Changing everything at once: Student-centered Learning, computerized practice exercises, evaluation of student progress, and a modern syllabus to create a completely new introductory statistics course
Andrew Gelman, Department of Statistics, Columbia University
It should be possible to improve the much-despised introductory statistics course in several ways: (1) altering the classroom experience toward active learning, (2) using adaptive software to drill students with questions at their level, repeating until students attain proficiency in key skills, and (3) standardized pre-tests and post-tests, both for measuring individual students’ progress and for comparing the effectiveness of different instructors and different teaching strategies. All these ideas are well established in the education literature but do not seem to be part of the usual statistics class. We would like to implement all these changes in the context of (4) a restructuring of the course content, replacing hypothesis testing, p-values, and the notorious “sampling distribution of the sample mean” with ideas closer to what we see as good statistical practice. We will discuss our struggles in this endeavor. This work is joint with Eric Loken.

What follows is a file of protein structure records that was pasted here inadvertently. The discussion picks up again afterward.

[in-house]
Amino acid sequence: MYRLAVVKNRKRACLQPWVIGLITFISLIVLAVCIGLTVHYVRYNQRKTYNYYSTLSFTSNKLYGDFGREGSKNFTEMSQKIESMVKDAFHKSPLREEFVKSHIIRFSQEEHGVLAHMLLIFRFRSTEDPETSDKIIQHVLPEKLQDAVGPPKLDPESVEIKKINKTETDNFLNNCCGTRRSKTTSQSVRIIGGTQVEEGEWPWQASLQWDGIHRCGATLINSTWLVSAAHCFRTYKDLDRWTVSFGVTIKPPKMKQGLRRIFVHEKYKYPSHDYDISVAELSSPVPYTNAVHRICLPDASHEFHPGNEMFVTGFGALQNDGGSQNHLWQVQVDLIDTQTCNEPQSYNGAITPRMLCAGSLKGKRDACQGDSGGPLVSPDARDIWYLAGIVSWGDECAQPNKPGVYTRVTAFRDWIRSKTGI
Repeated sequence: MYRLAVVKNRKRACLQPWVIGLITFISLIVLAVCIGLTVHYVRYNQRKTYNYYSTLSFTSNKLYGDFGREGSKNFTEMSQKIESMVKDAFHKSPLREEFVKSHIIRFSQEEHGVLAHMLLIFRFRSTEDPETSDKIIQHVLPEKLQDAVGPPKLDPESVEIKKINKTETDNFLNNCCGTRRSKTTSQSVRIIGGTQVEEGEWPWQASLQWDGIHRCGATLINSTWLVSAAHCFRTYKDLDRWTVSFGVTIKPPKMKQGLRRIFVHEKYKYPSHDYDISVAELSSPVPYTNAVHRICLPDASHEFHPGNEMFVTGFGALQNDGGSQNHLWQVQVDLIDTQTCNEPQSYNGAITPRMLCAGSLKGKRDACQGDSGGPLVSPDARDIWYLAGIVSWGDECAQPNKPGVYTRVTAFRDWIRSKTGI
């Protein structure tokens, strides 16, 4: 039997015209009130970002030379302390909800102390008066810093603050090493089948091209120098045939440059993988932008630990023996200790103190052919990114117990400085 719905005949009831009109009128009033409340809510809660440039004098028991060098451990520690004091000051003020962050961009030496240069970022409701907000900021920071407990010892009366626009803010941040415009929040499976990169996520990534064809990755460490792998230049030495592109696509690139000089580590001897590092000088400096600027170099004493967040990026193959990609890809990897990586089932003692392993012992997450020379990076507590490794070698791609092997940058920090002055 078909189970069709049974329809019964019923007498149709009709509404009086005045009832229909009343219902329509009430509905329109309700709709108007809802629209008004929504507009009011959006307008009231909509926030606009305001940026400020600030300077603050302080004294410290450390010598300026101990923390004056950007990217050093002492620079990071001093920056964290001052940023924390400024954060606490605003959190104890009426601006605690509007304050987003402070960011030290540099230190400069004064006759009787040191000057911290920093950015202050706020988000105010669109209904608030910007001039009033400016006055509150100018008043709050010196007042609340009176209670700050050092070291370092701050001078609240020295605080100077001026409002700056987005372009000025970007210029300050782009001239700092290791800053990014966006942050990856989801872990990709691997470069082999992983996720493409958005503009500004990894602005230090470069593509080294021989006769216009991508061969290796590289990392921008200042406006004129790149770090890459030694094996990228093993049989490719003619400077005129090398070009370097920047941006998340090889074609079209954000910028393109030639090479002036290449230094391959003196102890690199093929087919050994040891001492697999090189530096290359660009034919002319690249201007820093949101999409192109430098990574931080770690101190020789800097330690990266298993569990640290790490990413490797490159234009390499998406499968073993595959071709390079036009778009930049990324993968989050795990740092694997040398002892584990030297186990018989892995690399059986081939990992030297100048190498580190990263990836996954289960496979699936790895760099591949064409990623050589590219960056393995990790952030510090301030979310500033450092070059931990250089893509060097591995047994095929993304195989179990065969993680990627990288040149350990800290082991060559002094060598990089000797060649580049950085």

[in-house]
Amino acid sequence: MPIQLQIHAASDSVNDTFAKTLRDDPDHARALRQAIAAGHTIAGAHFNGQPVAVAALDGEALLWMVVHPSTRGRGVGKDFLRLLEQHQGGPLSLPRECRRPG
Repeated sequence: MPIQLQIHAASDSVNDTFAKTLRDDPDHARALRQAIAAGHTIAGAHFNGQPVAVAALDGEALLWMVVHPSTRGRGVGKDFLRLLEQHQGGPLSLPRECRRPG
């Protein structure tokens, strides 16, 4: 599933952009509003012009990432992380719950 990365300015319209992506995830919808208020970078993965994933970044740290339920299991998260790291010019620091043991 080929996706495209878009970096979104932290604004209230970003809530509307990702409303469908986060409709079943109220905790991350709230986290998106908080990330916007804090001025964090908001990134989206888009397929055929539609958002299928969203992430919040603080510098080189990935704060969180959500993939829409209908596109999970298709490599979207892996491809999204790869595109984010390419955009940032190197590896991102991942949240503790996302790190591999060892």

The talk’s not actually happening until 16 May. But I thought, this time why not post something five months early instead of three months late (as I’m actually writing this in mid-Sept).
Anyway, if you happen to be at this conference (which, as the name suggests, will be entirely online), I hope you like my talk. I’d link to the conference webpage but it’s so horribly ugly (ironic given that it’s for an electronic conference) that I’ll spare you.